Date of Award

Spring 5-2013

Degree Type

Dissertation

Degree Name

Doctor of Philosophy (PhD)

Department

Biological Sciences

Committee Chair

Dr. Kenneth Curry

Committee Chair Department

Biological Sciences

Committee Member 2

Dr. Eugene Blythe

Committee Member 3

Dr. Glenn Fain

Committee Member 4

Dr. Brian Kreiser

Committee Member 4 Department

Biological Sciences

Committee Member 5

Dr. Mac Alford

Committee Member 5 Department

Biological Sciences

Committee Member 6

Dr. Cecil Pounders

Abstract

Processed whole pine (Pinus taeda L.) trees have been extensively evaluated to supplement peatmoss and pine bark usage in container substrates for greenhouse and nursery crop production. The suitability of whole pine tree (WPT) substrates for crop propagation has not been investigated. Demonstrating the versatility of WPT substrates is essential to expanding their commercial availability and use.

The objective of this work was to evaluate WPT substrates for stem cutting and seed propagation of ornamental crops, and to identify factors affecting root development. Stem cutting and seedling root development was evaluated in WPT and traditional (peatmoss and pine bark) substrates. In the first study, stem cuttings of Chrysanthemum, Cupressocyparis, Euonymus, Evolvulus, Ligustrum, Persicaria, Rosa, and Salvia were set in whole pine tree and pine bark substrates. Rooting percentage was similar among substrates for each species, but root growth increased with the addition of peatmoss. In the second study, a phytotoxicity assessment of aged and fresh WPT substrates was conducted using a Phytotoxkit and a seedling growth test. Using the Phytotoxkit, seed germination rate and seedling root growth was similar for aged WPT and peatmoss. Fresh pine needles had an inhibitory effect on seed germination and seedling growth. Using the seedling growth test, lettuce, oat, and tomato seed emergence rate was similar for aged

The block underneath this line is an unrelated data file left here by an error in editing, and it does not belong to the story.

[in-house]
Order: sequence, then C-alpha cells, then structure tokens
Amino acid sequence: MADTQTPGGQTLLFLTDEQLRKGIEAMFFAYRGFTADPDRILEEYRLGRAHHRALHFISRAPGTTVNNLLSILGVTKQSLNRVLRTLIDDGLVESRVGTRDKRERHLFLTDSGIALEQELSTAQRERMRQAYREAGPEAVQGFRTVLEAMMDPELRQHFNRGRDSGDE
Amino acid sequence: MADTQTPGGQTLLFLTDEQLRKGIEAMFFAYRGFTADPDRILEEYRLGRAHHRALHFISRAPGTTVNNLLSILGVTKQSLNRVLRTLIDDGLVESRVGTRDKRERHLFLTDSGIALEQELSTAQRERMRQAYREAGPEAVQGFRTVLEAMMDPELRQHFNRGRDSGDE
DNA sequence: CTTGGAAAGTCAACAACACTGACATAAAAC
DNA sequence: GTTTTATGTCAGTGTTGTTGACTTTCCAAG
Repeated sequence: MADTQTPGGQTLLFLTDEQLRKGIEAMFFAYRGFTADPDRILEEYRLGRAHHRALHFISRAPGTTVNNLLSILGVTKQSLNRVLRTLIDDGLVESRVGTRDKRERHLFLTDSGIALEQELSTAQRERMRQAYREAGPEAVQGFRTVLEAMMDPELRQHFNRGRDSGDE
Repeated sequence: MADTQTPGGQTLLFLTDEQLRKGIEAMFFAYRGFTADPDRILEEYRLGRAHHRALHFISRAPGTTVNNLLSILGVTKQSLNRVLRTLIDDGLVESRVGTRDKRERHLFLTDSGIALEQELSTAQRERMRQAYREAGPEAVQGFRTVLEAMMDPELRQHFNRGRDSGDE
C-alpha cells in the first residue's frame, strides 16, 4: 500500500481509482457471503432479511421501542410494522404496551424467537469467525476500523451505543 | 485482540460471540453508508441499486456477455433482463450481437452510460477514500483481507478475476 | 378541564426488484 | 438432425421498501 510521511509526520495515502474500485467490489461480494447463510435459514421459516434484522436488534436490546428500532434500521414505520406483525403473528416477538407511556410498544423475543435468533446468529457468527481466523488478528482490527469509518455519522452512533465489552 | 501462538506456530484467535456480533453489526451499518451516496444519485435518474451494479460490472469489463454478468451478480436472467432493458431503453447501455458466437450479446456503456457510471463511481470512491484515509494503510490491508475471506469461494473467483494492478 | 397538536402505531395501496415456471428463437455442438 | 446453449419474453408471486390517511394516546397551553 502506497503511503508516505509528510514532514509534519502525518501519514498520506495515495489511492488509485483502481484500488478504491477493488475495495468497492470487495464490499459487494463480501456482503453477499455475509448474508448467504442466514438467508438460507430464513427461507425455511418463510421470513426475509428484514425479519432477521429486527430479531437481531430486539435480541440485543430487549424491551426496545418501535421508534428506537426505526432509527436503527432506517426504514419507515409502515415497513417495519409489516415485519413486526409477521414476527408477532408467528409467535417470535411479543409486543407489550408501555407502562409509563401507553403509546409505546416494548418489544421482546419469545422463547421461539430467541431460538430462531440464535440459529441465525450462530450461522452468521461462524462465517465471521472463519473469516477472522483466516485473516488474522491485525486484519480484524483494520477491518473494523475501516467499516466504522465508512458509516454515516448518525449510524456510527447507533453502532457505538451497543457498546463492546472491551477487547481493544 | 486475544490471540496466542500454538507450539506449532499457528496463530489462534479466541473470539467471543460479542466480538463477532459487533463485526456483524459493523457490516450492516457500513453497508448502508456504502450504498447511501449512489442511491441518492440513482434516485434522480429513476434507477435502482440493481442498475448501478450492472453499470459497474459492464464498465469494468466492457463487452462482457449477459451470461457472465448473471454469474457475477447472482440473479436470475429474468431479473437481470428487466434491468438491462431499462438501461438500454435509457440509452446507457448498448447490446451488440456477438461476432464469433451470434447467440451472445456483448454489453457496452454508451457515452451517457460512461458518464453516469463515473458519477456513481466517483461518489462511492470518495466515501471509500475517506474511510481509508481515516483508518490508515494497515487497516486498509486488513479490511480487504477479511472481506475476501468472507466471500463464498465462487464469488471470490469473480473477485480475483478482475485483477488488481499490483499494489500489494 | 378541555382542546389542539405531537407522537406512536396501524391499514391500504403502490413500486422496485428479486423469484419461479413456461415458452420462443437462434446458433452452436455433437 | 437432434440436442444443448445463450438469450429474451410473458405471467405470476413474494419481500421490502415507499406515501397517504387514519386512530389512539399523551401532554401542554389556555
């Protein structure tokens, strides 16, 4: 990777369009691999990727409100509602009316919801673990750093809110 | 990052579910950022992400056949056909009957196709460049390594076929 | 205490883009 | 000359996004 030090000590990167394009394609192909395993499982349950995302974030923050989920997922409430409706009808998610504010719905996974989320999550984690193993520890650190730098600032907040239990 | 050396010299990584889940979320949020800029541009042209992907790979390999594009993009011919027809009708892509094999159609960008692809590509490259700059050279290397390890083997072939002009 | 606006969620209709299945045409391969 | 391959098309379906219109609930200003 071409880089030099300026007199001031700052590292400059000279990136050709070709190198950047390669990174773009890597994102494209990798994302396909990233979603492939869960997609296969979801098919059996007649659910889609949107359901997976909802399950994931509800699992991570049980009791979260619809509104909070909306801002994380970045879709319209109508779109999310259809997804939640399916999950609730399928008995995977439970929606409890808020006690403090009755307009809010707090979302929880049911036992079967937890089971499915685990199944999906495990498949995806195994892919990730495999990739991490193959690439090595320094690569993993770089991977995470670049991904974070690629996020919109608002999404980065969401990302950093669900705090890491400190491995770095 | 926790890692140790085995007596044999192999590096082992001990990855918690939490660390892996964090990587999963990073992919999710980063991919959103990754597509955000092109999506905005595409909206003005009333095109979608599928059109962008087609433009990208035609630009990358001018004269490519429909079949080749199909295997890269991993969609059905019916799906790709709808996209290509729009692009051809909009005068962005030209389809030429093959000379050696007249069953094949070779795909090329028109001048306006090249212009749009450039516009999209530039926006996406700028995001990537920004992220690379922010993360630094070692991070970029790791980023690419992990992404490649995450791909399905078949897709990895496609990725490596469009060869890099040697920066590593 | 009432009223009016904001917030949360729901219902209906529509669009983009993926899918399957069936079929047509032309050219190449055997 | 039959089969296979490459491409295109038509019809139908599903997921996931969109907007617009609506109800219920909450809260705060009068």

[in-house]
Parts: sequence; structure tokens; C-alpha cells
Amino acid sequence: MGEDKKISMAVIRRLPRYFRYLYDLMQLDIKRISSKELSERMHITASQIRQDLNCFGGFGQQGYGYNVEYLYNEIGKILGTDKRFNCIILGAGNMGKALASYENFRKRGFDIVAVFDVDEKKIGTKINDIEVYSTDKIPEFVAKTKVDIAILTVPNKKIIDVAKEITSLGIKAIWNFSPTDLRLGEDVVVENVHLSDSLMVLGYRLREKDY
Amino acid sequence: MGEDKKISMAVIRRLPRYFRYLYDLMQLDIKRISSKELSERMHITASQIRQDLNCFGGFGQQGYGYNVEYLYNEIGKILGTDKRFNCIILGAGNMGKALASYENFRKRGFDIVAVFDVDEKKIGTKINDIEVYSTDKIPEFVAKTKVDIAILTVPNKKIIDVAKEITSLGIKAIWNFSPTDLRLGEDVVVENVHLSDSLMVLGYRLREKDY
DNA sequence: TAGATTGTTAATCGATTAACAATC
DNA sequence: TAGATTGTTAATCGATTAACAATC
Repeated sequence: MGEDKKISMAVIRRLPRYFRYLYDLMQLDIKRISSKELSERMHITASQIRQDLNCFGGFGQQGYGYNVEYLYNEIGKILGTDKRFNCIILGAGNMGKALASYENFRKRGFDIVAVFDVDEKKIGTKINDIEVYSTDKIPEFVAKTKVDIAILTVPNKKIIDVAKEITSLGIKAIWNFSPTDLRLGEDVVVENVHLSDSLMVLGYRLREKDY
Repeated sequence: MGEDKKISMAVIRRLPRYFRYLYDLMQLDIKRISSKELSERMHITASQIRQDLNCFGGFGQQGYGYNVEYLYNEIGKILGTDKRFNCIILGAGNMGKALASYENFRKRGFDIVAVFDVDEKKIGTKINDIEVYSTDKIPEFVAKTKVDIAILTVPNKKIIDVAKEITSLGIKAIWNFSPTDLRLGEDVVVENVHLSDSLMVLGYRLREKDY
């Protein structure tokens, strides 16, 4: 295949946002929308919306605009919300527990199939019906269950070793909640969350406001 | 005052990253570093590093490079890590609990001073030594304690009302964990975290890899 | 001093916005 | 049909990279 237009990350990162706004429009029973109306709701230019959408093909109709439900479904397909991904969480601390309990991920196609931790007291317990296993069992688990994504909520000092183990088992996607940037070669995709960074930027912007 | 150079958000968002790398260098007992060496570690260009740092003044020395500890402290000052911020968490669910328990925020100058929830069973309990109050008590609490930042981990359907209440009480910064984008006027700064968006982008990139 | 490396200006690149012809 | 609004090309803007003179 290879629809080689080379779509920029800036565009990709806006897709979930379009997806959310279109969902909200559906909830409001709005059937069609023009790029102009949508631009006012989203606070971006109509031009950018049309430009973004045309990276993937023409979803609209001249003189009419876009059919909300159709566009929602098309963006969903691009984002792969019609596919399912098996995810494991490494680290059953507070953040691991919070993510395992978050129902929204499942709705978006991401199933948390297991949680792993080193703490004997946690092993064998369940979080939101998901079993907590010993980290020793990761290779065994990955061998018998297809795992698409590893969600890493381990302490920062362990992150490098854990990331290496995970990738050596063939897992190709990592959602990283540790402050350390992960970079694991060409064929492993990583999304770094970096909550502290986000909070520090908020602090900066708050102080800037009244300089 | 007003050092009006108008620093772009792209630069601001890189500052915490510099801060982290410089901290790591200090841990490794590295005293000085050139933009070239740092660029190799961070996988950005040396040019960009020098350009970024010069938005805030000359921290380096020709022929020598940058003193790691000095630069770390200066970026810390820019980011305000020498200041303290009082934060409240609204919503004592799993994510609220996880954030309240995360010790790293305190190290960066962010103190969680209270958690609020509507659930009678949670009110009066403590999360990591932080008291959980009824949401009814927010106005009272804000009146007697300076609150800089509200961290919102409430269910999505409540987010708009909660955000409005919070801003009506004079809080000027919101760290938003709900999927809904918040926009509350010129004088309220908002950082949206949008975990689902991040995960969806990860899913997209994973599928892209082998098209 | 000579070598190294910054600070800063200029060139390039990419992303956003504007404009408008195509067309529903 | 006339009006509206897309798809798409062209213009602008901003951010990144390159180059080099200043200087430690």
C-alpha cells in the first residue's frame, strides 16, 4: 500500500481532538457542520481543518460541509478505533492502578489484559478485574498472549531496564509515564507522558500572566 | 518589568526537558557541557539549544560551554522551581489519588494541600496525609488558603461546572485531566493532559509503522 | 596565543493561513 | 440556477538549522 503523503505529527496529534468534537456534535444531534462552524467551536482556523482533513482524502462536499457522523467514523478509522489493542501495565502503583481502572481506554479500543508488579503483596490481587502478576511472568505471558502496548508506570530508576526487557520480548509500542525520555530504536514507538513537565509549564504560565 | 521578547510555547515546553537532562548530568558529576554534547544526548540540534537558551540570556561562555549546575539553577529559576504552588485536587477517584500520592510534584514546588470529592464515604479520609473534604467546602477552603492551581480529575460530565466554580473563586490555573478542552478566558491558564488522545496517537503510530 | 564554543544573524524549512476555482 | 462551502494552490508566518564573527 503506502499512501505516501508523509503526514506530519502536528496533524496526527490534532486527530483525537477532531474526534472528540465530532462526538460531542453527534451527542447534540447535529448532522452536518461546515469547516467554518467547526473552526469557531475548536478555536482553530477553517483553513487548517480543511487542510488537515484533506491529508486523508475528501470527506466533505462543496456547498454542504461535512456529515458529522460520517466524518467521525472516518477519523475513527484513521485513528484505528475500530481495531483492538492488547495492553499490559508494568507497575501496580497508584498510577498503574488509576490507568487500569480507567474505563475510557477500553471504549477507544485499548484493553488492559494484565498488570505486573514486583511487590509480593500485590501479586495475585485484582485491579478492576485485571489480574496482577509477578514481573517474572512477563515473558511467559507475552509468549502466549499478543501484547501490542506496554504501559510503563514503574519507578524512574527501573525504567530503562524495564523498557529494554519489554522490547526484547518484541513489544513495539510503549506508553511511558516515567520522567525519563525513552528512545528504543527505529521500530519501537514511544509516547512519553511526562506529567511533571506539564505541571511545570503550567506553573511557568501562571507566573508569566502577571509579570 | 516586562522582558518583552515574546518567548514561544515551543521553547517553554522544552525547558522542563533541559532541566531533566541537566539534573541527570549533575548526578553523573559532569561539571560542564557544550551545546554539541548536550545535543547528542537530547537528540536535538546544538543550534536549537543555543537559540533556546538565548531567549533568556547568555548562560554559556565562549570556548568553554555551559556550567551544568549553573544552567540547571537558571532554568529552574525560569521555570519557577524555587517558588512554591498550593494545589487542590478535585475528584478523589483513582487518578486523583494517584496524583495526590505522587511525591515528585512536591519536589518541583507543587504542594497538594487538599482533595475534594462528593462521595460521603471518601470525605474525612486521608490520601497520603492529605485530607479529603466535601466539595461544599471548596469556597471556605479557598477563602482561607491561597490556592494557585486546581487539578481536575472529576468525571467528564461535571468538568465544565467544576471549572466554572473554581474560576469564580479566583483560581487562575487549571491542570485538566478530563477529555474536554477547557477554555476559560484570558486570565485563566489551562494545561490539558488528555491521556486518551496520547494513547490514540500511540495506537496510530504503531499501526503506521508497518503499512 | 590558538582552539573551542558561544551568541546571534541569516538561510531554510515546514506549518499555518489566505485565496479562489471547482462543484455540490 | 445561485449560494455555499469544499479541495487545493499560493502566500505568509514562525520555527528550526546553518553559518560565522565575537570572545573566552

WPT and a peatmoss substrate. Root development was greatest in a peatmoss substrate compared with pine bark and aged and fresh WPT. In the final study, the effect of WPT particle size on seedling and stem cutting root development was evaluated. Processing WPT into finer particle sizes resulted in decreased air space and increased container capacity, but did not affect stem cutting or seedling root growth. Overall, root development was greater in peatmoss substrates compared with WPT substrates. Whole pine tree substrates can be used for germinating seeds and rooting stem cuttings. Differences in seed germination/emergence rate and seedling root length could not be attributed to phytotoxic compounds in WPT substrates. Nutrient availability and retention properties of WPT substrates during propagation should be further evaluated.

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